Declining admissions, uncertain revenues and a shortage of medical specialists willing to work at Deer Park Hospital could force Providence Health Care to close the medical center, officials said this week.
A decision about the future of the 51-year-old hospital is not expected until late November, but a year of discussion has pointed toward a new use for the 24-bed acute care facility.
“One alternative is to close the hospital, but with some residual services,” said Ryland “Skip” Davis, a chief executive with the nonprofit health care organization that runs 11 affiliates in Eastern Washington, including Sacred Heart Medical Center and Holy Family Hospital.
Perhaps the hospital, which admits one person every other day, would be more useful as an expanded outpatient medical center, with laboratory, screening and other nonemergency services, said Davis and Tom Corley, the hospital’s president.
“We are really looking to determine how Providence can meet the long-term needs of the community,” Corley said Tuesday.
But the prospect of closing the stand-alone hospital has alarmed many in that community, including the nearly 60 staff members who have only recently heard the news. Lila Spotts, 56, a Deer Park charge nurse, said she and others were shocked at rumors of closure.
Employees would be offered jobs within the Providence system, according to officials, but the sites could be anywhere from Chewelah to Spokane. The thought of leaving the hospital where she’s worked for 16 years brought Spotts to tears.
“We’re family here. We’re pretty attached,” said the nurse, who lives in Green Bluff. “Everyone is friends. It’s not like other places I’ve worked where X-ray hated lab and lab wasn’t crazy about housekeeping.”
That atmosphere extended to the patients, said Myron Rasmussen, 73, a Deer Park resident whose father helped build the hospital in the mid-1950s and whose mother was cared for there in 2006 during her last days.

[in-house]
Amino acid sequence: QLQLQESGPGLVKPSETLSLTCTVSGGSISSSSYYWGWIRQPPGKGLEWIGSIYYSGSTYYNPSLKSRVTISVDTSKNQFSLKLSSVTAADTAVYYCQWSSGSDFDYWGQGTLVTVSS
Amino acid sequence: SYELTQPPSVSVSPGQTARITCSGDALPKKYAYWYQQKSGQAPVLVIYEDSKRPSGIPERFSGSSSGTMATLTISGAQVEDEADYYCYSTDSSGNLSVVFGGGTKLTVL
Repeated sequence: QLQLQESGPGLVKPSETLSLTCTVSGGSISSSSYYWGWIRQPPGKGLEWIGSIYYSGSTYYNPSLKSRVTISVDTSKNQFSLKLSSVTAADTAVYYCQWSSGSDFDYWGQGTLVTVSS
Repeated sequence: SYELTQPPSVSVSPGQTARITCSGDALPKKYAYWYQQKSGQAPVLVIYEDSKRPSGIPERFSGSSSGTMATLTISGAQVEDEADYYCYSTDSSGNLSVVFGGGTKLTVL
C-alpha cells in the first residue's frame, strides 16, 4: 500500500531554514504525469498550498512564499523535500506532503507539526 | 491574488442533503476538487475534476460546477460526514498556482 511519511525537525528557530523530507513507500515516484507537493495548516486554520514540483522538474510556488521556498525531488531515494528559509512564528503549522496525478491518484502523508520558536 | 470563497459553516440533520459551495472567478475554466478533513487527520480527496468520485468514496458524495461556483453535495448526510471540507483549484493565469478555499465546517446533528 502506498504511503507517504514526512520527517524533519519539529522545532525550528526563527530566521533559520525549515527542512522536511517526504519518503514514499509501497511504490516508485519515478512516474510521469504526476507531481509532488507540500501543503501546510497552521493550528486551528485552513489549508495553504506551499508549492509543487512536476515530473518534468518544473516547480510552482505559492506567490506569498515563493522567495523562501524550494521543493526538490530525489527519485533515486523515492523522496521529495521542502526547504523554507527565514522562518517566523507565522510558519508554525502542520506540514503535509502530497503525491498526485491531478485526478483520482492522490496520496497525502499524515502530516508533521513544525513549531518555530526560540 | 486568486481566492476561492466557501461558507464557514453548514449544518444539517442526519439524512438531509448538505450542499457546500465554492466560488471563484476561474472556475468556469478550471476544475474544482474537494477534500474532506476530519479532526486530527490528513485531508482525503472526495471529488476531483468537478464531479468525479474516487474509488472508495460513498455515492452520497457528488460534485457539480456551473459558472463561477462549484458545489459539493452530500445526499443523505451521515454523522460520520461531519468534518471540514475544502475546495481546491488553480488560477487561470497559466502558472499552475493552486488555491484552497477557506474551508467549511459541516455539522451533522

“I wouldn’t like that at all,” Rasmussen said of the proposed closure. “We were so pleased to see the loving care of the nurses and even the kitchen staff. You get into the bigger hospitals and you don’t get that.”
Increasingly, however, the tiny hospital at 1015 E. D St. is seeing fewer patients – and uncertain revenue. In 2006, only 77 acute care patients were admitted to the hospital, totaling only 280 patient days, according to records from the Washington state Department of Health. That’s down from 2000, when the hospital admitted 344 patients for 1,069 patient days.
Last year, the hospital posted losses of $300,000 on revenue of about $6.1 million, records showed. In 2000, the hospital lost about $400,000 on revenue of $4.5 million. Since then, Deer Park has broken even some years and looks to do so again, but it’s not a sure thing, Davis said.
“Certainly we don’t want to lose money there,” he said.
Financial concerns aren’t driving the decision, however, Corley and Davis said. More telling has been the decline in acute admissions, officials said. Most very sick people drive or are taken by ambulance to Spokane hospitals about 18 miles away, Corley said. Last year, only 1 percent of emergency room patients who required hospital admission remained in Deer Park.
“The people of Deer Park have chosen where they want their acute care,” Corley said.
That’s not quite accurate, staffers and community members said. Part of the problem is that doctors, including specialists, haven’t been willing to staff the hospital to provide the backup required for admission. Instead, the doctors prefer to send patients to the bigger hospitals.
“We’ve gotten zero support from our docs down here – and you can quote me,” Spotts said.
Instead of pulling the plug, Providence officials should invest in the hospital and the community, said Jorge Bombel, a former Providence Health Care board member who lives in Deer Park.
“I would like to see as much emphasis on why we can succeed as why we can’t succeed,” said Bombel, who emphasized he was speaking as a member of the community, not the board.
Providence officials insisted no decision has been made and they’re open to community discussion. That’s probably a good thing, Spotts said, because they’re likely to hear a lot of it.
“I think there’s going to be an uproar when the word gets out,” she said.